Key objectives • To examine the process of globalization and the emer-

gence of food retailers as the dominant force in the food supply chain

• To explore the strategic response of the food manufacturing sector

• To explore the theoretical constructs of supply chain management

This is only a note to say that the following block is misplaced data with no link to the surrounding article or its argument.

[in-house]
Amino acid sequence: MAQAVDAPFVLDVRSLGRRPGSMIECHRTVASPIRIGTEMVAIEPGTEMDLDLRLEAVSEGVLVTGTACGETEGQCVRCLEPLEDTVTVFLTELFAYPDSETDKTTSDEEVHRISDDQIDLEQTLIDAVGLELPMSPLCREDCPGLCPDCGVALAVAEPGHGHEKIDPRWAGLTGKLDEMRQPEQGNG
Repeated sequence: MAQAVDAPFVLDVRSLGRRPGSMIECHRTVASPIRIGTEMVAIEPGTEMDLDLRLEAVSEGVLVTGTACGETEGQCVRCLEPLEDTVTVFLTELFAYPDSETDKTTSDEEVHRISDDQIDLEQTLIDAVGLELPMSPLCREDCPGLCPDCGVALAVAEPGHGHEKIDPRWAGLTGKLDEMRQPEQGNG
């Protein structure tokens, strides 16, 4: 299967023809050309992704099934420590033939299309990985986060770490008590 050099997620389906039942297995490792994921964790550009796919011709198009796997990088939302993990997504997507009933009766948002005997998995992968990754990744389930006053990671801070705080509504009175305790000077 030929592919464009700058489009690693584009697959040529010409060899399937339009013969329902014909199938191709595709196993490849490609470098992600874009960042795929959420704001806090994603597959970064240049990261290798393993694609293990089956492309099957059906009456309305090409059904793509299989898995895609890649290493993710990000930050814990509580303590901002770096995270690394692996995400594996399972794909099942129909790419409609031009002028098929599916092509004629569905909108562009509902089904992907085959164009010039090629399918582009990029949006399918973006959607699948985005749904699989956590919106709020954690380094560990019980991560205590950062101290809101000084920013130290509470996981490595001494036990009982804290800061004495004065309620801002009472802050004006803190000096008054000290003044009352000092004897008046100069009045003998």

Introduction Less than a decade ago, the days of the giant conglomerate seemed over; they were too big, too complacent and too inflexible. However, the US economy has grown fast since 1992, with many big organizations becoming flatter, less bureaucratic and hierarchical in structure. The big corporation of the twenty-first century looks like being a loose alliance, a confederation of small entities, held together by knowledge and competencies, shared values and integrated missions. The edges of these amorphous organizations will become fuzzier, but their control, through patents and contractual agreements seems likely to grow. The knowledge economy requires ‘big science’ and only big corporations with big Research and Development budgets look likely to be able to afford it. Of course, the human brain cannot continue to accommodate an exponential growth of knowledge and the 300-year-old explosion of knowledge was flattening off by the 1960s. It is these diminishing returns to Research and Development that means the future belongs to the big corporation with deep pockets.